All my life I've been called “trigueña”, which is an euphemistic word used in Puerto Rico to describe some one who is black or mixed race. It is a word that confused me, because it was always employed to sort of make me feel good about my skin color. Growing up, I was always very conscious of the color of my skin. I knew for sure that I was not white. But, I was not dark enough (by Puerto Rican standards), to be black. So, I have always been put in this ''trigueña'' category. Even though I knew that I was black, I was constantly asking my self what I really was. I always felt that I was living in a place where no one considers themselves a racist. But, they will still use a subtle form of racism in their daily narrative as if there was nothing wrong. I was living in a place where having a big afro could be the joke for many, where my curly hair was often referred to as "pelo malo" (bad hair) or where you will hear things like is better to marry a white man to "mejorar la raza" (improve the race). But yet, as contradictory as it sounds, Puerto Ricans love to dance to the music of our African ancestors, and we are very proud of our roots. In our current racial narrative, many Puerto Ricans will consider themselves white, and those who are black will often be called "negrito” and “negrita" or "trigueño” and “trigueña".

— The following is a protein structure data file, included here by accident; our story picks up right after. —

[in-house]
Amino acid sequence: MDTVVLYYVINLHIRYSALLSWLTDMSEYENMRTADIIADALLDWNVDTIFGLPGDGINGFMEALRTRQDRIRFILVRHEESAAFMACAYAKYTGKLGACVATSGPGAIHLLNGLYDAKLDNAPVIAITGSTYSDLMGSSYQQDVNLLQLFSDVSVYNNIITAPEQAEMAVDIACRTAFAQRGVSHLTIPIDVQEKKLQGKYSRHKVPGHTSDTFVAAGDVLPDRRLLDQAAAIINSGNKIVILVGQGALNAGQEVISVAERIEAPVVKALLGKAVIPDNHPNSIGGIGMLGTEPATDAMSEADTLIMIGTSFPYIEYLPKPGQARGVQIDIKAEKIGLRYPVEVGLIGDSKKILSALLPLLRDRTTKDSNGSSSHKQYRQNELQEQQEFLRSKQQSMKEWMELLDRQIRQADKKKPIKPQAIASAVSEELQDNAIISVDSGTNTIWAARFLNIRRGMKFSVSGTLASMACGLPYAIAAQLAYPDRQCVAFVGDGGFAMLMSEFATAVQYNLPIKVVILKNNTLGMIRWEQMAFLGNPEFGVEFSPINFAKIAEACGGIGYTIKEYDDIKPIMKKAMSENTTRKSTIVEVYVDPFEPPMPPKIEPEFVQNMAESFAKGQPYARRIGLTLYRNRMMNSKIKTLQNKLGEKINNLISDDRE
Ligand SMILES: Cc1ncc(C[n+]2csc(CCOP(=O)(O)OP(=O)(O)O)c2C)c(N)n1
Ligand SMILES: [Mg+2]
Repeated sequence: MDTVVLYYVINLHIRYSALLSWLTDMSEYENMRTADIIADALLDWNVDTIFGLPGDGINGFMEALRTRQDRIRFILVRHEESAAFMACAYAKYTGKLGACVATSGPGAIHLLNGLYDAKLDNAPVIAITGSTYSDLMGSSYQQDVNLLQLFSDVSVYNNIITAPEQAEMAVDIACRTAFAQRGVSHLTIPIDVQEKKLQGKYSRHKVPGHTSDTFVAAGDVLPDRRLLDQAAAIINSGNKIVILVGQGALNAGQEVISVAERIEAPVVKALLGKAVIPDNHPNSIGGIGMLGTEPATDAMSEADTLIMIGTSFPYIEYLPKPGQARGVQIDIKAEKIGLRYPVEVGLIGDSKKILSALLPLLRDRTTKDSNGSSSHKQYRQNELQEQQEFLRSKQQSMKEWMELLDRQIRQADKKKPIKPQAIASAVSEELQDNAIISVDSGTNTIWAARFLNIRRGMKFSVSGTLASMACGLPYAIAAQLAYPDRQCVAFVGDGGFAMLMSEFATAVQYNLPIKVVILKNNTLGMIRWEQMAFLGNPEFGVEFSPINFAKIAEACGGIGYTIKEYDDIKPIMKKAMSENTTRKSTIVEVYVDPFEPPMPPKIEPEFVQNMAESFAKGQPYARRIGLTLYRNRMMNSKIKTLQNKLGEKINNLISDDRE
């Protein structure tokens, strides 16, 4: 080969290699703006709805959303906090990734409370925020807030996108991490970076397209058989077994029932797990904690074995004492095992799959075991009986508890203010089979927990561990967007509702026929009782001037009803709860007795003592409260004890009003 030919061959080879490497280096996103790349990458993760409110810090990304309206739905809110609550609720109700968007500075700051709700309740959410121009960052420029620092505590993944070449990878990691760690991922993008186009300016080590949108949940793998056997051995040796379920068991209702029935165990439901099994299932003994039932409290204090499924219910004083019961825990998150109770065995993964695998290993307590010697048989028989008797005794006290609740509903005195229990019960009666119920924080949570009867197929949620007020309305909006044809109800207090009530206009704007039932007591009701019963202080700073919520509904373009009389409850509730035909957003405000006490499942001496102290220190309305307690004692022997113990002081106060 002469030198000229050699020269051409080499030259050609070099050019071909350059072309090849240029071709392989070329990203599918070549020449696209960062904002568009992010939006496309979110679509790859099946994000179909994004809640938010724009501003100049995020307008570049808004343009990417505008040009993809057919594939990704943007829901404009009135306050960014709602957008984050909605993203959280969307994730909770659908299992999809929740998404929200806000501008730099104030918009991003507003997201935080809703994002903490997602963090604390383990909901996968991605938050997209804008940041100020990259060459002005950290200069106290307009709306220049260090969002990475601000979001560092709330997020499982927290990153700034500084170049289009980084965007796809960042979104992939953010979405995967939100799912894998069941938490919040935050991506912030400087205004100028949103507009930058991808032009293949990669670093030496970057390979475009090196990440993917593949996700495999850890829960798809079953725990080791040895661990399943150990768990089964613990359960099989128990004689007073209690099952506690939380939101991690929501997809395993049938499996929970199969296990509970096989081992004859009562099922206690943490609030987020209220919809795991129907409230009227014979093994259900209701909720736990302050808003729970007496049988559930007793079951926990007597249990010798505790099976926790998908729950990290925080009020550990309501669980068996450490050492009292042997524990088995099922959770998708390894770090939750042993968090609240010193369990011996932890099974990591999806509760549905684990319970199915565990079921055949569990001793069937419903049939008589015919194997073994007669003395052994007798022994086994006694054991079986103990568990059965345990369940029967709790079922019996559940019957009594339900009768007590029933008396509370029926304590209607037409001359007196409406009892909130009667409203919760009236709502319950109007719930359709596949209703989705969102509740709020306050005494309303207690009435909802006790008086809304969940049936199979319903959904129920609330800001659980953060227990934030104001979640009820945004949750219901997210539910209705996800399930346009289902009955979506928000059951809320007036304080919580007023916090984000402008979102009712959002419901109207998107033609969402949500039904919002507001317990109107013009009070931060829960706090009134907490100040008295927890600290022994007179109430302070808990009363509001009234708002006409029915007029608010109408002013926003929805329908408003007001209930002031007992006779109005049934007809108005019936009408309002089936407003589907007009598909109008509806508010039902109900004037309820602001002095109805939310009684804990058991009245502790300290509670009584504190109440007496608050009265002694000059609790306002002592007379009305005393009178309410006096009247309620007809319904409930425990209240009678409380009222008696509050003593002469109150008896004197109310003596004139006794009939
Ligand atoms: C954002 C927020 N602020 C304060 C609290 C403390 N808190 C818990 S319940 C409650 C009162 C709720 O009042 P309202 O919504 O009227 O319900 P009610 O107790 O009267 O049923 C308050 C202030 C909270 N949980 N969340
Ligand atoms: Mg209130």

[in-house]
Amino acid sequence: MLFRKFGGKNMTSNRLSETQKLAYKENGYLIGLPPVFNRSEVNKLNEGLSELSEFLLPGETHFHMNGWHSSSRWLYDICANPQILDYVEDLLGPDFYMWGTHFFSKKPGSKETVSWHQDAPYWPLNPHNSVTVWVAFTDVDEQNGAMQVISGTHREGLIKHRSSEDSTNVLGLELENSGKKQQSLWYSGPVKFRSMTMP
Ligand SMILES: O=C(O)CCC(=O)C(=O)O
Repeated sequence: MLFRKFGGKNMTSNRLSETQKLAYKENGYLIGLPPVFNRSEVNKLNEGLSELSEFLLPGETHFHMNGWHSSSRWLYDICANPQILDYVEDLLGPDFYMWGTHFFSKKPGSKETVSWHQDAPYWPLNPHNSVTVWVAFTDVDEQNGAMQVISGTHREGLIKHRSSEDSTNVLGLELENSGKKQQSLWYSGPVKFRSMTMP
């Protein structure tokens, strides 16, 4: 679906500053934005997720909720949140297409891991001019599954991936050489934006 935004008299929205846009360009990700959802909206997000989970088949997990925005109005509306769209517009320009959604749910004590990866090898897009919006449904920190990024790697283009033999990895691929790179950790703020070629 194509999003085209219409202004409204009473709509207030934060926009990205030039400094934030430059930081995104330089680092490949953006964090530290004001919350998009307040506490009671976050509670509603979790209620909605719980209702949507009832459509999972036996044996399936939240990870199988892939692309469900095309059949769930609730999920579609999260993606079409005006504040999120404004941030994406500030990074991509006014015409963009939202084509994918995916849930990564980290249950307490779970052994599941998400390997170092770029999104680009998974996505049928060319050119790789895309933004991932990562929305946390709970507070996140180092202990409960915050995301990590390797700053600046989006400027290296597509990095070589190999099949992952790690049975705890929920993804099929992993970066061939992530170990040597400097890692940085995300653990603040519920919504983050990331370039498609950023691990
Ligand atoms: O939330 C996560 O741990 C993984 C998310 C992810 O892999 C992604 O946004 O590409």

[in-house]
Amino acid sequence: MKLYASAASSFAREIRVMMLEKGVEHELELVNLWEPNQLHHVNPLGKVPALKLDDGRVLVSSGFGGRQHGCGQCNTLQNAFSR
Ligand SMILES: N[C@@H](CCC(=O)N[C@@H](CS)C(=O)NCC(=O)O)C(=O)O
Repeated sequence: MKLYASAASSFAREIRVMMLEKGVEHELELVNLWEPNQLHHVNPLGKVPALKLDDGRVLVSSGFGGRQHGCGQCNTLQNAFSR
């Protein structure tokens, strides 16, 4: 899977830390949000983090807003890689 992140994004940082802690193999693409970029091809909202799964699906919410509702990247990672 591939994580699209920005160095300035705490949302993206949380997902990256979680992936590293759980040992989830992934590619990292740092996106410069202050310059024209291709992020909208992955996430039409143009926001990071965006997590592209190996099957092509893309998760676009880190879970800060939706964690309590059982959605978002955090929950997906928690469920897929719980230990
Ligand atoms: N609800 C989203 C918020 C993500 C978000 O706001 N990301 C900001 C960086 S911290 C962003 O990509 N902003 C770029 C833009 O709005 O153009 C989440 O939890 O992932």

This paradox shows the complexity of the Puerto Rican society and the contradictions surrounding its identity. It also opens the door for many more questions tied to different types of oppression, not only related to race but also to gender and social class.

So, I decided that in order for me to understand better the Puerto Rican identity and subsequently my own, I should try to look deeper into what it means to be an Afro-Puerto Rican.

This is the beginning of a long-term project.

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